It is not always the movers who score. As the roles are clearly defined, screeners become excellent at screening. The more effective the screen, the more a defender has to hedge, thus leaving the blocker open for good looks. Here, junior guard Justin Anderson curls tightly around the pin screen from the blocker along the baseline. This causes the screener’s man to help and Anderson finds the open blocker for an easy score.

Bennett has not only perfected his teaching of the two systems; he has assembled a team fit to run them. That team is led by movers Brogdon and Anderson.

Due to the Virginia “share the ball” culture, neither have eye-popping numbers, but the offense evolves in a way that gets them shots. Brogdon is the craftiest mover, reading screens well and averaging 13.1 points per game. Anderson is perhaps the Cavs’ most top-end talent, whose NBA body and shooting touch are helping him average 15.1 points per game. Anderson and Brogdon have stepped in nicely after the loss Joe Harris (1698 career points) to graduation.

London Perrantes runs the show from the point. He had an absurd 4.47-to-1 assist to turnover ratio in 2013-2014. Perrantes is a steady guard who distributes to his fellow movers and knocks down free throws (86%).

Mike Tobey and Anthony Gill fill the role of blockers. Tobey has shown inside and outside ability, and he went for 15 points and 10 rebounds against Harvard. Gill is a versatile big man who has shown the ability to score (12.7 points per game in 2013-2014). But both Tobey and Gill accept their roles as screeners first.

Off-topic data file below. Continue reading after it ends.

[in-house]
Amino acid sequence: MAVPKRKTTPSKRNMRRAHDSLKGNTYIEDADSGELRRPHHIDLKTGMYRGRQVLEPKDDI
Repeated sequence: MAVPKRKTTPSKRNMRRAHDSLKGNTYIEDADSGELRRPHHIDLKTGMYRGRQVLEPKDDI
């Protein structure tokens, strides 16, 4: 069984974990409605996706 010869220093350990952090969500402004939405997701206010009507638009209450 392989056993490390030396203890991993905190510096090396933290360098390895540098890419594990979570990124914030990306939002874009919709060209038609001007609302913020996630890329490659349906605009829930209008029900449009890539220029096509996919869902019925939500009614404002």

Unlike the relatively uniform NBA, there are a wide range of styles in college basketball. Bennett has a team that has accepted the systems passed down by his father. It is not a glamorous system and not many guys come out of the prep ranks dreaming of spending their college years as battering rams for their teammates. Virginia’s players head to Charlottesville knowing that individual stardom will be secondary to team success.

It is doubtful that Virginia has the star power or the fire power to defeat the likes of Duke or Kentucky. They do, however, present a unique challenge along the way. The Cavaliers can take Duke, Kentucky or any other team, grind them to a halt and make them earn victory in the trenches. Any victory over Bennett’s Cavaliers will be earned the hard way.

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Randy Sherman

- Owner & Founder of Radius Athletics - A Basketball Coaching Consulting Firm
- NCAA Contributor to and
- 197 wins in nine seasons as a head basketball coach at the interscholastic level